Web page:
Please use this identifier to cite or link to this item: http://hdl.handle.net/20.500.11889/2117
Title: From Constitutions to Constitutionalism: An Opportunity for Arab States, Not a Paradox
Authors: Khalil, Asem
Issue Date: Mar-2010
Publisher: ResearchGate
Abstract: The
 paradox
 of
 modern
 constitutionalism
 resides
 in
 having
 two
 imperatives,
 apparently
 irreconcilable,
 i.e.
 a
 governmental
 power
 generated
 from
 the
 ‘consent
 of
 the
 people’ 
and,
in
 order
 to
 be
 sustained
 and 
effective,
 that
 power 
must
 be
 divided,
 constrained
 and 
exercised
 through 
distinctive 
institutional 
forms.
This 
paradox
reflects 
the
dilemm a
arising
 from 
the
dialectical 
interaction 
between 
constituent 
power
 and 
constitutional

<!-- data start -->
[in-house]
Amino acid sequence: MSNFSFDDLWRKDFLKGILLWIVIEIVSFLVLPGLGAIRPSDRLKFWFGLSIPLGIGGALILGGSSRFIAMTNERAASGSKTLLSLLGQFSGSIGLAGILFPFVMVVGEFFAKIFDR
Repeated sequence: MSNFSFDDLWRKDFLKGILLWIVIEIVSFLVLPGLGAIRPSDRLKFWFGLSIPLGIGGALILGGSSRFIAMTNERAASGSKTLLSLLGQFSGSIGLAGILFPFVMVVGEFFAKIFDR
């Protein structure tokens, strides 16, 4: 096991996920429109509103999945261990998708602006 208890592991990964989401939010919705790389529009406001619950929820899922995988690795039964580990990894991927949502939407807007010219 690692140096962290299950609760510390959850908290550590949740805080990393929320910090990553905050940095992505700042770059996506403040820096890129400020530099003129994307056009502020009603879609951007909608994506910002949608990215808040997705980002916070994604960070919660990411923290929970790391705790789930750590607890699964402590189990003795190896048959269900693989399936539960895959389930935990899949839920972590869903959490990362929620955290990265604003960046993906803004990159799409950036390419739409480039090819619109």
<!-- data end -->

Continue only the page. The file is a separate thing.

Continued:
form.
 I 
will
 argue 
that
 constitutionalism ,
as 
a
limited 
government,
 does 
not 
contradict
 with 
Arab
 and
 Islamic
 legal
 culture.
 While
 modern
 constitutionalism,
 as
 a
 normative
 order,
 requires
 the
 adherence 
to 
the 
rule of 
law 
and
the 
protection 
of 
human 
rights, 
it 
is
 in 
the 
name 
of
 national,
 religious,
 historic
 or
 cultural
 particularities
 that
 modern
 constitutionalism
 is
 discredited,
 as
 being 
essentially 
‘Western’ ,
 not
 appropriate
 for 
Arab‐Islamic
culture.
 This 
paper 
challenges 
this 
rejection 
and 
argues 
for 
the 
possibility, 
and 
the
 necessity 
there of,
 of
 applying
 modern
 constitutionalism 
in
contemporary 
Arab 
states
URI: http://hdl.handle.net/20.500.11889/2117
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